The processing of visual motion begins at the retina, where it is handled primarily by cells of the "magnocellular pathway." These cells send motion information to primary visual cortex via the lateral geniculate nucleus of the thalamus. Motion processing continues in cortex through several visual areas, ending up eventually in a region of temporal cortex called MT. Cells in MT respond to quite sophisticated aspects of motion, including motion in 3D and motion of animals. As is typical, the visual cortex of the left hemisphere of the brain processes information for the right visual field, and the right hemisphere processes the left visual field. A stroke to area MT in the left hemisphere can therefore impair the perception of motion in the right visual field, a condition known as hemi-akinetopsia. A patient suffering from hemi-akinetopsia has normal motion perception in one half, say the left half, of the visual field, but cannot see motion in the right half of the visual field. Instead, such a patient reports seeing the right half of the visual field as though it were viewed with a strobe light.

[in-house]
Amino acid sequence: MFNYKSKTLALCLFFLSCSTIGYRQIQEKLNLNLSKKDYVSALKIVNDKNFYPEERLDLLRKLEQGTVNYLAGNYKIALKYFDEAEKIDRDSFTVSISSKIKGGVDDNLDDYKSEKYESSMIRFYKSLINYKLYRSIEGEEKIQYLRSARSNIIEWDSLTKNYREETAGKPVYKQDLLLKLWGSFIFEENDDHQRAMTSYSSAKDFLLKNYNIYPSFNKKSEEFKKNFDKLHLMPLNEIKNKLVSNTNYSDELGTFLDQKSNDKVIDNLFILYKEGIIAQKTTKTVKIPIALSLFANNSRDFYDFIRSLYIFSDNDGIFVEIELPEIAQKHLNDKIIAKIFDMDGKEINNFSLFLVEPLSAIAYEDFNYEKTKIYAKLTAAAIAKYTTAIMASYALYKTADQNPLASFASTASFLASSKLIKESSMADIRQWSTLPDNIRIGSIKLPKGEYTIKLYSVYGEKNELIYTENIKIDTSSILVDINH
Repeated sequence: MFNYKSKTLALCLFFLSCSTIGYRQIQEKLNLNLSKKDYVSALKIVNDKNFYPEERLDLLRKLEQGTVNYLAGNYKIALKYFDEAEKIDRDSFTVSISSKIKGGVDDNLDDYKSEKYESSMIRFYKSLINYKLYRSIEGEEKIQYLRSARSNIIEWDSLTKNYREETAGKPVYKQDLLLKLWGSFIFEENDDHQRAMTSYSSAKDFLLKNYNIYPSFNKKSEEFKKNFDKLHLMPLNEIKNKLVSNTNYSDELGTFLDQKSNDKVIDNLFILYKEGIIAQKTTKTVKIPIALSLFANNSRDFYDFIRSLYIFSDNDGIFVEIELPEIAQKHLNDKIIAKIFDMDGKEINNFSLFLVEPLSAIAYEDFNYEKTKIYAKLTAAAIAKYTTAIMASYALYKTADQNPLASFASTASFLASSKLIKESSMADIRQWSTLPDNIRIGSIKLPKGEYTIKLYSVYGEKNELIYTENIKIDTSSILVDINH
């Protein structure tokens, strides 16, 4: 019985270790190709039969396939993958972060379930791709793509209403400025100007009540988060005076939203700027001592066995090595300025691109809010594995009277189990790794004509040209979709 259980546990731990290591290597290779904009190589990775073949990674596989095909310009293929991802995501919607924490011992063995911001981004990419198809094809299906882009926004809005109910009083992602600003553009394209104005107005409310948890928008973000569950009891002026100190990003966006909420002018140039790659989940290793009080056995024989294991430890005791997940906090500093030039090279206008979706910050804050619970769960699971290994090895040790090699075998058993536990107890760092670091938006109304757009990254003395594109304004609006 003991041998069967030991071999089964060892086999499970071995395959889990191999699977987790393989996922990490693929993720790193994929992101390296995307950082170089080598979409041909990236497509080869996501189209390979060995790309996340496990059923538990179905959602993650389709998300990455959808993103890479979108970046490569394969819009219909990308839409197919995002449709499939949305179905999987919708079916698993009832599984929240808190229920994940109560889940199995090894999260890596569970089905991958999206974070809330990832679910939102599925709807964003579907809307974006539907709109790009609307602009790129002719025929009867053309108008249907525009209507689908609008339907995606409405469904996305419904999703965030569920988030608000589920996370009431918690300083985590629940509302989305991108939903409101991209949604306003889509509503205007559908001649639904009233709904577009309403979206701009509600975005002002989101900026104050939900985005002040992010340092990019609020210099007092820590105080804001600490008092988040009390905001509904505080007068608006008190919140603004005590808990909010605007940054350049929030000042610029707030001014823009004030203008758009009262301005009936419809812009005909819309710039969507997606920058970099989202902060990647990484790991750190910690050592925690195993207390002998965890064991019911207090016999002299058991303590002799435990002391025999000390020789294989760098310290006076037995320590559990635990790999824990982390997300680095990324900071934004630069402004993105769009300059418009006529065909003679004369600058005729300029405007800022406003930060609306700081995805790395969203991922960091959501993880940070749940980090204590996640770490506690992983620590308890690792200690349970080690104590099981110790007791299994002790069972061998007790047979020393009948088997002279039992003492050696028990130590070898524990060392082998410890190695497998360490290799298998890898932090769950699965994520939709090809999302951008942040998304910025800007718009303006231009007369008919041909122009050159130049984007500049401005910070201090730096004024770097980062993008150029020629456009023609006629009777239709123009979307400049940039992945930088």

Moving objects in this field seem to appear in a sequence of static poses, with no smooth motion between the poses. This makes it difficult to perform basic visuo-motor tasks, such as pouring a cup of tea. For the stream of tea emerging from the pot and entering the cup appears to the hemi-achromatopsic as though it were frozen in space, and the fluid level in the cup does not appear to rise smoothly. Thus the hemi-achromatopsic cannot tell when enough tea has been poured, until it is too late, and tea is spilled all over the table. Similarly, a hemi-achromatopsic has trouble crossing a busy street, for they cannot see a smooth motion of oncoming cars, but instead see the cars first far away, and then suddenly near, with no smooth transition in between. Parties can be visually disturbing to a hemi-achromatopsic, for people seem to appear and disappear without warning. The condition of hemi-achromatopsia can be experienced temporarily by using transcranial magnetic stimulation (TMS) to interfere with the normal neural activity of area MT. When the magnetic field is turned on, neural processing of motion is inhibited, and one's perception of motion fails.